The Patek Philippe Amagnetic Reference 3417

The Patek Philippe Amagnetic Reference 3417

| 06.06.24

Imagine, if you will, the scientific landscape of the late 1950s.

The atomic bomb is old news, as is the mainframe computer. The first nuclear submarine, the U.S.S. Nautilus, had recently launched in 1954, and Sputnik captured the world’s imagination in 1957, igniting the Space Race. The International Geophysical Year, a worldwide scientific collaboration, would last through 1958. 

CERN's Synchrocyclotron accelerator - (Image by CERN)

It was against this backdrop of vast technological progress that various Swiss watch companies — among them Rolex, Omega, and IWC — began experimenting with anti-magnetic timepieces. In 1956, Rolex debuted the Milgauss Ref. 6541 — tested by scientists at CERN (the European Organization for Nuclear Research) in Meyrin, Switzerland, it could resist magnetic fields of up to 1,000 Gauss. A year later, Omega debuted its Railmaster. Both watches used soft inner iron cages to protect their movements, whose componentry was otherwise susceptible to the magnetic fields generated by various types of scientific equipment. 

Patek Philippe Ref. 3417 and 2570/1 ad - (Image by Deployant)

Patek Philippe, historically a maker of elegant dress watches and complicated calendar pieces, entered the anti-magnetic arena in 1958 with a watch whose simple aesthetics belied a highly considered design. The Reference 3417, measuring 35mm in stainless steel, was already notable upon its birth for its shunning of precious metal. Furthermore, a screw-down caseback in place of the typical snap-back variety signaled behind-the-scenes goings-on that differentiated this reference from its contemporary brethren. 

Patek Philippe Amagnetic - IN THE SHOP

The manually-wound Calibre 12’’’400 AM, launched in 1949, features an inner iron cover designed to resist magnetic fields up to 450 oersteds. Similar in construction to the preceding Calibre 12’’’200 used in several Calatrava references, it boasts a shock-resistant balance wheel suspension. In 1960, it was upgraded with beryllium and duo-chrome componentry as well as a Gyromax balance wheel, and dubbed the Calibre 27-AM-400. Period literature boasts that the steel 3417 (as well as the gold 2750/1) “have been created especially for X-ray technicians, atomic physicists, and engineers.”  

 The manually-wound Patek Philippe Calibre 12’’’400 AM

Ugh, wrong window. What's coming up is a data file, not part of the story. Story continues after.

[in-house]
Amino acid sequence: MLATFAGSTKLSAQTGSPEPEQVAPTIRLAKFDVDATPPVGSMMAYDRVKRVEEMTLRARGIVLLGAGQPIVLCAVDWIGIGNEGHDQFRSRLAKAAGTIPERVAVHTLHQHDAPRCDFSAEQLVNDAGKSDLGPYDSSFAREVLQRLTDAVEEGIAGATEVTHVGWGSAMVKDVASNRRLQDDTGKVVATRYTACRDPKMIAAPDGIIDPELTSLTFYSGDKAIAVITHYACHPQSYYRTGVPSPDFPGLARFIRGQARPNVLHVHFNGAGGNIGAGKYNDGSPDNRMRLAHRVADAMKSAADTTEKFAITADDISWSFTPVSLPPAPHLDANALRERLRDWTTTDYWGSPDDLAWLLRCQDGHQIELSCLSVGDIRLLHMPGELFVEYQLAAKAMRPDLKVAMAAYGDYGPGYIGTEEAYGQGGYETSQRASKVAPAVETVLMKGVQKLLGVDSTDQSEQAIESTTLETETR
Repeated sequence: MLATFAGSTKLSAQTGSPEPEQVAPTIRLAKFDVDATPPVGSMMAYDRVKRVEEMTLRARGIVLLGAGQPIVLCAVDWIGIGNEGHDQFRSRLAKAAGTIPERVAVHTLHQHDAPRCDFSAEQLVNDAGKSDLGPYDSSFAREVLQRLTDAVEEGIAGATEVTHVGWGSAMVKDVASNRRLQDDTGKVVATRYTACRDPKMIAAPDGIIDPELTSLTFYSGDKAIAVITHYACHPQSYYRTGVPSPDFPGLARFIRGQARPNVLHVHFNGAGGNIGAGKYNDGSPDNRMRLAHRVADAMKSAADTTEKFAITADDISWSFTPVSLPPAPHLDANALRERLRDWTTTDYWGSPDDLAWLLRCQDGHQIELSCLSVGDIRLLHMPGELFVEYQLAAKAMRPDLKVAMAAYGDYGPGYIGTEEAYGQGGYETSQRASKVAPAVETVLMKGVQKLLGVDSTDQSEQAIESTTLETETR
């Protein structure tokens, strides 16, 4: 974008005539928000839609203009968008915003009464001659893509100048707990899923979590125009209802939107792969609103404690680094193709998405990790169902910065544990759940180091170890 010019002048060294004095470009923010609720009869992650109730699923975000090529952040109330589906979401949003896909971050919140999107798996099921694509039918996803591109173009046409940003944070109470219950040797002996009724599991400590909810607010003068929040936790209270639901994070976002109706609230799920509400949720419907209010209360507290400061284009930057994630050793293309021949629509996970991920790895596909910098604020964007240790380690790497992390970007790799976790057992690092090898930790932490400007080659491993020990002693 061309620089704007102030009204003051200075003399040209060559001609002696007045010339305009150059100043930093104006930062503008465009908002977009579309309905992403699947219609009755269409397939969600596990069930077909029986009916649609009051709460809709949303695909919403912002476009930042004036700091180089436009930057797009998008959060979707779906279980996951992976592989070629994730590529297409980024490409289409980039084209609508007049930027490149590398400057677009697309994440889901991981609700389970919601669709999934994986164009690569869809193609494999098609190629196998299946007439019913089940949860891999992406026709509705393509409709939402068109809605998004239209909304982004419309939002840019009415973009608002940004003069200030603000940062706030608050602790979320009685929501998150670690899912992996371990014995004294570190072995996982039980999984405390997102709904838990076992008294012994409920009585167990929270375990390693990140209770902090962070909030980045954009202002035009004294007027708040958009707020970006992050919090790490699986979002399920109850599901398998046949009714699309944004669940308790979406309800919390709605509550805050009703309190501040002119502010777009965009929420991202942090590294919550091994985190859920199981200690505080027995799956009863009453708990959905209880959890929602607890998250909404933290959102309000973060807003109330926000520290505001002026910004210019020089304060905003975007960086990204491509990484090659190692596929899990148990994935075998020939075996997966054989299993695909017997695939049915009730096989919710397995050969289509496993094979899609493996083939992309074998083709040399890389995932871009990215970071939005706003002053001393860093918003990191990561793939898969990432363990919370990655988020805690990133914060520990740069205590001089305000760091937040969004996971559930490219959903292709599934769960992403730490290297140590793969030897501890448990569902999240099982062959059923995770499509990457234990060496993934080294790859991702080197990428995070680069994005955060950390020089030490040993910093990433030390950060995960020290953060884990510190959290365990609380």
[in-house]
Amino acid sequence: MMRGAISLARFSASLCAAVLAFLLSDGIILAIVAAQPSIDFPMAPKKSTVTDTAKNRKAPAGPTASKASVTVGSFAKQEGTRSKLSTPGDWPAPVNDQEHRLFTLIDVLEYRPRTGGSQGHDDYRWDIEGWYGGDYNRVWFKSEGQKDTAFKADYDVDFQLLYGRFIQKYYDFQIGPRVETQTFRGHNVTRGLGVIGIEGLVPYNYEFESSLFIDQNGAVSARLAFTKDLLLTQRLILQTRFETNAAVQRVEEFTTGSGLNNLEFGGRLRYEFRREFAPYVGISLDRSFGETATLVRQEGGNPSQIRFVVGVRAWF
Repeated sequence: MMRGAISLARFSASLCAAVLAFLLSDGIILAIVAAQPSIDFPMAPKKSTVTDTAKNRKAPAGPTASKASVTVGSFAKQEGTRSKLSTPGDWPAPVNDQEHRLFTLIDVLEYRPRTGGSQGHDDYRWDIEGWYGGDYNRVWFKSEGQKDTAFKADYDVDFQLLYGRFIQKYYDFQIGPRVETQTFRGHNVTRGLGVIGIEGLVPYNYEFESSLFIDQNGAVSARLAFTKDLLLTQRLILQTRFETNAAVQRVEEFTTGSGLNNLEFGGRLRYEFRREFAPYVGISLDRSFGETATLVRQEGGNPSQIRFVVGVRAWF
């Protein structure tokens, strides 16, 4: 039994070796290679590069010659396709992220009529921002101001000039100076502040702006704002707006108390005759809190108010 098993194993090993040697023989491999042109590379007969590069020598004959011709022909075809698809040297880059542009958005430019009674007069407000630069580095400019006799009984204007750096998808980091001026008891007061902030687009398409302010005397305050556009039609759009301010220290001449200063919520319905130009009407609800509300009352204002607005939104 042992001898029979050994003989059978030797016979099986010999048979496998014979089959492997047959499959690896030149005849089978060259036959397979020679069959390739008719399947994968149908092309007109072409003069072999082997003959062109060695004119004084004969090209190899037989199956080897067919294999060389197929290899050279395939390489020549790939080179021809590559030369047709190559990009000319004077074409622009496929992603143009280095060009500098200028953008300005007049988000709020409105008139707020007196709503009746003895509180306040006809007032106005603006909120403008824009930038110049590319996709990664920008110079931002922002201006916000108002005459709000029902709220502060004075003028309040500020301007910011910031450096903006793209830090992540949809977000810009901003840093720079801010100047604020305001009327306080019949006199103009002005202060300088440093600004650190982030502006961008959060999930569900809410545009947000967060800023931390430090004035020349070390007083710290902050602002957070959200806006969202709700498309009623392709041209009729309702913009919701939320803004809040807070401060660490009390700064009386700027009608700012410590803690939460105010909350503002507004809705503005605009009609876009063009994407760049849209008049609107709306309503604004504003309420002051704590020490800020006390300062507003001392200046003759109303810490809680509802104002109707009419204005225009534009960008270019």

The 3417’s silver dial is a picture of Art Deco-inspired elegance — a far cry from the technically-driven engineering powering its innards: An outer, printed minute track is accented by extra-long, applied white gold baton indices, which are interrupted by a single numerical index at 12 o’clock in a similarly elongated typography. Thin, white gold pencil hands keep the design clean, while a large sub-seconds display at 6 o’clock with a printed seconds track smacks more of classical watchmaking than contemporary tool watch design. Patek Philippe’s signature below 12 o’clock is joined by the word “Amagnetic,” the maison’s designation for such anti-magnetic references, which is executed in an elegant cursive.

Finished with straight lugs, a signed crown, and an acrylic crystal, the Reference 3417 is a strange mix of unassuming tool watch practicality and the refined elegance inherent in every Patek Philippe design. Produced until the late 1960s, this model is a reflection of a time in which watchmaking strove to provide utility to professionals of all stripes who were experimenting with new technologies, from SCUBA apparatus to nuclear reactors. The romanticism with which modern collectors associate this period — which was otherwise overshadowed by the uncertainty and fear of the Cold War — has no doubt contributed to the dizzying heights of popularity and unparalleled auction results for the 3417 in the 2010s and 2020s.

 Patek Philippe Amagnetic - IN THE SHOP

Produced in 1962, the Reference 3417A for sale at Analog:Shift is a stunningly preserved example of this important model. Accompanied by an extract from the Patek Philippe archives and paired to a signed, black alligator leather strap with a signed pin buckle, it’s a virtual time capsule from the 1960s — one of the most elegant periods of horological design. And while virtually any stainless steel Patek carries a premium, the 3417, by virtue of its rarity and special remit, operates on an entirely different plane. 

Contact us to view and purchase this unique watch in our NYC boutique today!